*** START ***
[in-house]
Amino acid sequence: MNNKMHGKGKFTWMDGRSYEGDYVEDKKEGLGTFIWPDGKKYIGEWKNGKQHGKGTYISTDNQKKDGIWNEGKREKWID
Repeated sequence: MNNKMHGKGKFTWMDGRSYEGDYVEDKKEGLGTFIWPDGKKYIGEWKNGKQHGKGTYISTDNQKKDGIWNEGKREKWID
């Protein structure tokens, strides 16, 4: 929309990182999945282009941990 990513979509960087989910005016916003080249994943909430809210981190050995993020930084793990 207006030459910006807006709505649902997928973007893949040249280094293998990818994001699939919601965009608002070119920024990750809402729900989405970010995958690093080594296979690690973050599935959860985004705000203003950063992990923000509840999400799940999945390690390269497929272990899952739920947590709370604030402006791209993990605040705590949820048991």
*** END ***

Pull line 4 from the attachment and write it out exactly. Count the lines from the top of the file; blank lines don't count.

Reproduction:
């Protein structure tokens, strides 16, 4: 929309990182999945282009941990 990513979509960087989910005016916003080249994943909430809210981190050995993020930084793990 207006030459910006807006709505649902997928973007893949040249280094293998990818994001699939919601965009608002070119920024990750809402729900989405970010995958690093080594296979690690973050599935959860985004705000203003950063992990923000509840999400799940999945390690390269497929272990899952739920947590709370604030402006791209993990605040705590949820048991």